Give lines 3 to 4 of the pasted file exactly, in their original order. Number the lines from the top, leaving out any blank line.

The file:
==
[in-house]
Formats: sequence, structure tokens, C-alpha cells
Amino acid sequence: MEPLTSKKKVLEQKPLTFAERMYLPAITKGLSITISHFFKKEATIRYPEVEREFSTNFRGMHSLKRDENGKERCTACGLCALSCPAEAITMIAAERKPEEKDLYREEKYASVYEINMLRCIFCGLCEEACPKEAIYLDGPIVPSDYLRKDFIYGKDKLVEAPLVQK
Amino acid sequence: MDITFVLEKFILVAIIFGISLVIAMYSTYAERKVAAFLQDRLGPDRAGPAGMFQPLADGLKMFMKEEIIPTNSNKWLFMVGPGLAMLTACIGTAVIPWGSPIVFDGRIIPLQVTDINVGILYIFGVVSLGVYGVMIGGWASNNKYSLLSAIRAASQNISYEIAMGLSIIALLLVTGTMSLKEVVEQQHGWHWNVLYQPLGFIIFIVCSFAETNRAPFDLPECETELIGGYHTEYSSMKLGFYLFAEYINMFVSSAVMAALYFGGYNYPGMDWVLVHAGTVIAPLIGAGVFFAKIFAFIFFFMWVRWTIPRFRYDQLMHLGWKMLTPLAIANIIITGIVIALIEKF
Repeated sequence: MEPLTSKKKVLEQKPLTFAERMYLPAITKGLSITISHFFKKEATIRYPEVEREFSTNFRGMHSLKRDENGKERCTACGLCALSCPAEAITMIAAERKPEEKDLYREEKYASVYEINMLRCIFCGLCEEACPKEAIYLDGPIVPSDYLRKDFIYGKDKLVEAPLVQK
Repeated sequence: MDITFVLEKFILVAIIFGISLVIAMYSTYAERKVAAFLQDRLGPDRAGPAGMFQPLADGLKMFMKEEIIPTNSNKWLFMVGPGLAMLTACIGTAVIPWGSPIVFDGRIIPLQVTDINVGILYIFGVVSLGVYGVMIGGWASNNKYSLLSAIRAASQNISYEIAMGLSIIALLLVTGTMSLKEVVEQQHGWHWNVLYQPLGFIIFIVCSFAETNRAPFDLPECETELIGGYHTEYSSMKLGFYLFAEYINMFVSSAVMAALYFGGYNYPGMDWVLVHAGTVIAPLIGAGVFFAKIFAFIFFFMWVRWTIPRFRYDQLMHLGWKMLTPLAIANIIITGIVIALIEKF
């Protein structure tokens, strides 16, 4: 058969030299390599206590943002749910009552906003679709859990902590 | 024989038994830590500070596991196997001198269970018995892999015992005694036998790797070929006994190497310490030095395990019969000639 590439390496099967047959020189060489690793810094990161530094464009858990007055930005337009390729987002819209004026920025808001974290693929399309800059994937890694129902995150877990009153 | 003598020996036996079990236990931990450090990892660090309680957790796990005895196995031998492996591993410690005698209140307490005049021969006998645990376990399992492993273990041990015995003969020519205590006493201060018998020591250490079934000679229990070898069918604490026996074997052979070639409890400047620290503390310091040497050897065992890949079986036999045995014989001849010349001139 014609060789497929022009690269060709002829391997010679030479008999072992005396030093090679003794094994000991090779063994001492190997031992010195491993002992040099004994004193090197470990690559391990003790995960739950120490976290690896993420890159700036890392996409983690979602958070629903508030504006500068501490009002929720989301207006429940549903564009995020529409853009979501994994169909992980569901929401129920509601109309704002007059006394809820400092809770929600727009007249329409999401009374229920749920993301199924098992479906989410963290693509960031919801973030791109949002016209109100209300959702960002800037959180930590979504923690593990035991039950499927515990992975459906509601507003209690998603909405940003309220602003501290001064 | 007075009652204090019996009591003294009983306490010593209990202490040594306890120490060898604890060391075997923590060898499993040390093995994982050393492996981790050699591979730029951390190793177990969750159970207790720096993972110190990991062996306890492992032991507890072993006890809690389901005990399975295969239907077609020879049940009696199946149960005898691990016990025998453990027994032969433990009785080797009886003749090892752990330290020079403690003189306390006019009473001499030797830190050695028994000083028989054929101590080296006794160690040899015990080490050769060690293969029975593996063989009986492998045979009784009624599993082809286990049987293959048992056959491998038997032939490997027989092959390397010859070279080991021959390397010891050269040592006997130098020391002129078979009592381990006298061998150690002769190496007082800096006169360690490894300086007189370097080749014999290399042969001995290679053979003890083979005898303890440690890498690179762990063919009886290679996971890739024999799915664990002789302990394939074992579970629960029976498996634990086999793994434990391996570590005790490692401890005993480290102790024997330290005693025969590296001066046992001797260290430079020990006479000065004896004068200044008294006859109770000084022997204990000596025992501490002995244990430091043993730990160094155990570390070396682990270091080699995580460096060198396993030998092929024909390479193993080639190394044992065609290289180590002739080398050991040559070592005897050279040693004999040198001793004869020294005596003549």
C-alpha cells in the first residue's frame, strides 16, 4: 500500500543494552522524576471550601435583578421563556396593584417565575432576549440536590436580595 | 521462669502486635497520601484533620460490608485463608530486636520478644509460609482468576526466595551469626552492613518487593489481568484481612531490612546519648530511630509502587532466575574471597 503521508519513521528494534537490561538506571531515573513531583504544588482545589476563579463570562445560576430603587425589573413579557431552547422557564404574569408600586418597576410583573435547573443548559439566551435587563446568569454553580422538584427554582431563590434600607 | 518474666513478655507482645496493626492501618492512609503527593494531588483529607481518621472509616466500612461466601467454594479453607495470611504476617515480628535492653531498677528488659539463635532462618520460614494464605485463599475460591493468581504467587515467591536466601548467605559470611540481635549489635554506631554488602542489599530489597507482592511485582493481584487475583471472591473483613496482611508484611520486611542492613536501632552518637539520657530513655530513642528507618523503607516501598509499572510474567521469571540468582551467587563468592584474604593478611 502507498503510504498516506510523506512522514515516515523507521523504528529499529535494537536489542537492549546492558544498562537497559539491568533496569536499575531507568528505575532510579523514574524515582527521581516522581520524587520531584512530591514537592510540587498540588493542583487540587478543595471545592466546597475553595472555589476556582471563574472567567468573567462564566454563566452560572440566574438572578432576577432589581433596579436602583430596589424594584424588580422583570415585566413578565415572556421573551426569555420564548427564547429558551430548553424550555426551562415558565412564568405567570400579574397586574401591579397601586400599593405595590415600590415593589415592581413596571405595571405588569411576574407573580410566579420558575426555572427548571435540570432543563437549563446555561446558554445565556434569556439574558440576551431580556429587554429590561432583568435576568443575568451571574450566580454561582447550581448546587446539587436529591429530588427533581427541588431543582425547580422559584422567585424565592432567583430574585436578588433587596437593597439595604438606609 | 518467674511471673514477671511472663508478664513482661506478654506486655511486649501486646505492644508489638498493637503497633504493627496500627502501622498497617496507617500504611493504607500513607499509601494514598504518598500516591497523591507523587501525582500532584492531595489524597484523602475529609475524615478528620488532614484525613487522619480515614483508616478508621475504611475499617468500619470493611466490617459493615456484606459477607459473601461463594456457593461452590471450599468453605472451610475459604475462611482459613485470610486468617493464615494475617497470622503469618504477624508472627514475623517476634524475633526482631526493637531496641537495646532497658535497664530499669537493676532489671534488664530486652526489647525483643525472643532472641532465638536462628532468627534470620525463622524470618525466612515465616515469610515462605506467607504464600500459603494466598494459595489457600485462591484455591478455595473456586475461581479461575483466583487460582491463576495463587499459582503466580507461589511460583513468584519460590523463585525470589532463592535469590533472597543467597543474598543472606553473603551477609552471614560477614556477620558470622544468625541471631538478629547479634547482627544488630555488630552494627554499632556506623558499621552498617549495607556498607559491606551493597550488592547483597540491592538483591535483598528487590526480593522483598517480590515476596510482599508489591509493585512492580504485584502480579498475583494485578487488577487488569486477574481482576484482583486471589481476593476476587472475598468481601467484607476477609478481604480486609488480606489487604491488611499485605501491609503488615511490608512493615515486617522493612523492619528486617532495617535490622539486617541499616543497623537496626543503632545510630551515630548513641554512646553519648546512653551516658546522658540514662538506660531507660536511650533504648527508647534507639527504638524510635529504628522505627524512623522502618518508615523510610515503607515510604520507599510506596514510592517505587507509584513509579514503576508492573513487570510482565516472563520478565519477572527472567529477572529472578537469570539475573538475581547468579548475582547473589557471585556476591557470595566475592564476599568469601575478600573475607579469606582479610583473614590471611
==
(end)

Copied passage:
Amino acid sequence: MEPLTSKKKVLEQKPLTFAERMYLPAITKGLSITISHFFKKEATIRYPEVEREFSTNFRGMHSLKRDENGKERCTACGLCALSCPAEAITMIAAERKPEEKDLYREEKYASVYEINMLRCIFCGLCEEACPKEAIYLDGPIVPSDYLRKDFIYGKDKLVEAPLVQK
Amino acid sequence: MDITFVLEKFILVAIIFGISLVIAMYSTYAERKVAAFLQDRLGPDRAGPAGMFQPLADGLKMFMKEEIIPTNSNKWLFMVGPGLAMLTACIGTAVIPWGSPIVFDGRIIPLQVTDINVGILYIFGVVSLGVYGVMIGGWASNNKYSLLSAIRAASQNISYEIAMGLSIIALLLVTGTMSLKEVVEQQHGWHWNVLYQPLGFIIFIVCSFAETNRAPFDLPECETELIGGYHTEYSSMKLGFYLFAEYINMFVSSAVMAALYFGGYNYPGMDWVLVHAGTVIAPLIGAGVFFAKIFAFIFFFMWVRWTIPRFRYDQLMHLGWKMLTPLAIANIIITGIVIALIEKF